It is not unusual for UK residents to one day move abroad to live and possibly work, or to retire abroad.
But many UK expats will still want to keep ownership of a property in their home country, even if they are living overseas for the foreseeable future.
For example, they may want to keep the property they called their family home and rent it out, or purchase a buy-to-let (BTL) property to keep a foothold in the UK, while at the same time earning some income.
Whatever the reason, what type of mortgage products cater to this specialist market?
Guy Nyirenda, a partner at Coreco, observes: “There has been a large increase in the availability of expat mortgages in the past few years as lenders look for other ways to meet market demand.”
As with holiday lets in the UK, it is generally a part of the market catered for by more niche lenders. Often, this area is provided for by building societies or the offshore arms of some UK banks, he notes.
Mr Nyirenda adds: “Often expats have very good income and very low outgoings which make them a strong borrower in the eyes of the lenders.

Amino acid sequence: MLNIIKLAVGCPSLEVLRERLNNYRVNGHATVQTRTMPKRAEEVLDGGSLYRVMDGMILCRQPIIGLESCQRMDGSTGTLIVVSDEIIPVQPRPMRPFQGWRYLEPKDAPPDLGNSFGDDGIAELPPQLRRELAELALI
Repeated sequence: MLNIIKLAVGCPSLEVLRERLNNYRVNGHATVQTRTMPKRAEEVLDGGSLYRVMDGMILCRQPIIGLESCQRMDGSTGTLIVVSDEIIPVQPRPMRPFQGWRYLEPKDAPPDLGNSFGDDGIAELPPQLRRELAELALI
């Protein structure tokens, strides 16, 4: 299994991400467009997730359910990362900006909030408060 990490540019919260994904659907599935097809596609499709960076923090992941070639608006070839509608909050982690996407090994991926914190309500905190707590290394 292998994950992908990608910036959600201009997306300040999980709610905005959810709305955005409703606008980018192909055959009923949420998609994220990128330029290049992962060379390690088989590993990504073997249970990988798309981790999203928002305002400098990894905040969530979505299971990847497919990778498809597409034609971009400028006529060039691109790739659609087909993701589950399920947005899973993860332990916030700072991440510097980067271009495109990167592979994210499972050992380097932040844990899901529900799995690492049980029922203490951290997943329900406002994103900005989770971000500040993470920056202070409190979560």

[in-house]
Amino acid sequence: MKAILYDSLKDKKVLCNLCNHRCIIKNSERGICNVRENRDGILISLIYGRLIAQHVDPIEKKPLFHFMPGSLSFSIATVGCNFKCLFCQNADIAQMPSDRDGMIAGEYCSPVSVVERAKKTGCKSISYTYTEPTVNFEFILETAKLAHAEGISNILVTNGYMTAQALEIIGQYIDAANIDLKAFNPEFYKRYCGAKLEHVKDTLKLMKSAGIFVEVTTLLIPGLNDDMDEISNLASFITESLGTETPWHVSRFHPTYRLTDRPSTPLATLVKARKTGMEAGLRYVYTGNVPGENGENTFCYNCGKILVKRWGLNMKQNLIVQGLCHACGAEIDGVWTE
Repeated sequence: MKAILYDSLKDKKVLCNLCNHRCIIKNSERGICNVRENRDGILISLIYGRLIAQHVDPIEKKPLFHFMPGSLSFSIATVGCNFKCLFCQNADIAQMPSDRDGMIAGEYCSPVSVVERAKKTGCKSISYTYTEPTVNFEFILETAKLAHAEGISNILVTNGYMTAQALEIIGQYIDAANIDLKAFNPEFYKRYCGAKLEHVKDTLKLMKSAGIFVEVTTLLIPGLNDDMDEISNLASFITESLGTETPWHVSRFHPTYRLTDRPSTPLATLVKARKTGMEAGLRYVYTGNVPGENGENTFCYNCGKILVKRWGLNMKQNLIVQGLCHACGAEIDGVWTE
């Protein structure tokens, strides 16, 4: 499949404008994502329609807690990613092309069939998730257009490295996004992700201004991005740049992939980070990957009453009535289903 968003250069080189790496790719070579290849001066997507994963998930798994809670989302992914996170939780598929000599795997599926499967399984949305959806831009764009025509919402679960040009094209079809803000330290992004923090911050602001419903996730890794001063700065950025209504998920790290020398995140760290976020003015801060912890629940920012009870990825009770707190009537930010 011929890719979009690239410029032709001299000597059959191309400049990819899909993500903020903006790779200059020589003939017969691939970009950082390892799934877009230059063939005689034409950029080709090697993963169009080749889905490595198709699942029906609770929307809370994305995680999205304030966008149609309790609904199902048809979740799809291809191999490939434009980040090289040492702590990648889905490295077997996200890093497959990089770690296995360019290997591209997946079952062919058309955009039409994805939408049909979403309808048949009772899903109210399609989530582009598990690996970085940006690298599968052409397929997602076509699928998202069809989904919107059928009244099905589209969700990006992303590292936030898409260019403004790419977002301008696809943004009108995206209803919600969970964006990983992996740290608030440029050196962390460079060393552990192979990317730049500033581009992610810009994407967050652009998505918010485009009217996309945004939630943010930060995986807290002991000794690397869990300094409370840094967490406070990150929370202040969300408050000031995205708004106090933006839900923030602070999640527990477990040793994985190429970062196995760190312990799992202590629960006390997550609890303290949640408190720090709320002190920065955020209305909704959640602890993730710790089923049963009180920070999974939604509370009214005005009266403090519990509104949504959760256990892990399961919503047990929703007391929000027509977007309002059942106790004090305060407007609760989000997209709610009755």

“So long as the lenders are happy with where the borrower is resident (there are some countries that are deemed a higher risk than others) and they have a stable income, preferably with a recognised company, then the lenders are happy to lend.
“As per normal BTLs, the lenders look for the rent to support the mortgage, along with the usual financial strength of an expat borrower adding to this.”
Mike Taylor, head of products and savings at Mansfield Building Society agrees it is a niche market even though there is a small, but increasing, number of lenders offering expat buy-to-let mortgages.
“Expat landlords generally need an individual lending and underwriting approach, rather than one that relies solely on automated decision making,” he points out.
“There are a number of mortgage brokers who specialise in the provision of financial and mortgage advice to UK citizens living abroad and this is where prospective expat landlords should start their research.”
The Mansfield BS launched an expat buy-to-let mortgage in June this year, with up to 70 per cent loan-to-value (LTV) for expats in Financial Action Taskforce (FATF) member countries, Hong Kong, and member states of the Gulf Corporation Council.
“In common with most lenders in this market we require a UK service address and a UK based sterling bank account,” he says.
Despite the differences, he reassures potential expat landlords that a lot of the documentation that is required is not that unusual compared to a typical mortgage application.
Karen Bennett, managing director of commercial mortgages at Shawbrook Bank, says: “Often, the motivation for moving abroad will be an attractive salary at a reputable firm, making these affluent customers for any lender.”